Published DateLACONIA — A report from the Laconia Fire Department of a fire inspection conducted last month at the Belknap County House of Corrections identifies several problems with the facility, including the need to seal junction boxes in the electrical system to prevent short circuits and electrical shocks.
The electrical system, which is located on the floor above the inmate areas, is prone to flooding when there are problems with the heating system and water and concrete salts then enter the non-water proof electrical junction boxes and conduits, creating the risk of a short circuit, which could cause metal parts connected to the system to become energized, posing the threat of a severe electrical shock to anyone who came in contact the parts.
County Administrator Debra Shackett presented the report to the Belknap County Commissioners at their Wednesday morning meeting, noting that Facilities Manager Justin Muzzey was in attendance for the inspection and will address issues at the jail in a prioritized manner as funding allows.
Another problem the report identified is with the electrically controlled door locks which provide secured access to each area of the building. There have been issues with the reliability of the system the report notes, adding that in the event of a fire staff are required to access keys to open doors into exterior impound yards.
''This may take some time based on existing staffing levels and environmental conditions such as snow and heavy rain. Heavy snowfall may prevent the opening of exterior doors or security access gates.'' the report says, recommending that any remote doors should be provided with a reliable means to release locks on all doors and that the control system should be remotely located from the resident areas.
There is also a problem with the control room where staff reports that exterior smoke and odors emanating from the main door air intake/vent enter the room, raising the possibility that the control room operator could be incapacitated by smoke or other agents or that the space could become untenable.
There is also a deficiency in that there is no self-contained breathing apparatus for staff to use in assisting with evacuation of the building. The report recommends that equipment and training requirements for the staff should meet OSHA requirements.
It was also noted that several of the tamper resistant sprinkler heads in the sprinkler system, which covers 85 percent of the building, have been painted over and should be replaced to ensure that they function properly.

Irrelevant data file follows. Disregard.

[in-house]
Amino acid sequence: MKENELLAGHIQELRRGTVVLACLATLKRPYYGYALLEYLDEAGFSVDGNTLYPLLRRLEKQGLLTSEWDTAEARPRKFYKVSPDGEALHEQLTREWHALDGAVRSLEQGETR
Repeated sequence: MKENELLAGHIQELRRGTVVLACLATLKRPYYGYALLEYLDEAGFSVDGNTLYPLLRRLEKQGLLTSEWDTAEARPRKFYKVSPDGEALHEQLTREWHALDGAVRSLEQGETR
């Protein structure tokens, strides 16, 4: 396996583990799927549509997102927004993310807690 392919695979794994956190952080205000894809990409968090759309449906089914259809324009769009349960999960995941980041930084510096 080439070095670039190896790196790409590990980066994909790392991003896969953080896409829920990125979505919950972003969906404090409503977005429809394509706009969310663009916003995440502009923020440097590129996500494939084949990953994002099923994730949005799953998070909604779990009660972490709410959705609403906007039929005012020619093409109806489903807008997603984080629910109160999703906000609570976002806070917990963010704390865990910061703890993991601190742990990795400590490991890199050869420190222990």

Another area of concern is with the use of circuit breakers to control the operation of heating units in housing areas. ''The constant use of these devices as operating switches may limit their effectiveness and cause premature failure'', which the report says could cause a fire in the building wiring or devices attached to the circuit.
There is also a health issue with inadequate hot water, according to the report, which says that none of the faucet sinks which were checked heated quickly enough or hot enough for proper hand washing.
''With these issues it would not be possible for inmates to properly wash hands after using the facilities. The nature of this facility along with the close quarters make the ability for proper hand washing a top priority in infectious control and the safety of the inmates, staff and community at large.''
There is also a problem with the showers, which have ventilation issues.
''Although the staff does a very good job cleaning these areas, it is clear there is a mold like substance in all the areas inspected,'' says the report.
In other business, Commissioners authorized Shackett to spend funds to become a part of the RDS (Retiree Drug Subsidy) program which is available to groups that provide a prescription drug program to their retiree groups that is equivalent to the Medicare Drug benefit.
It requires an actuarial attestation from the county's health care provider that the prescription drug program the county provides qualifies for the Medicare Retiree Drug Subsidy. There is a fee for that testing of $1,500 and a monthly cost of $1 per retiree per month. The total cost of the program should be around $2,000 with a the potential subsidy in the $20,000 to $25,000 range.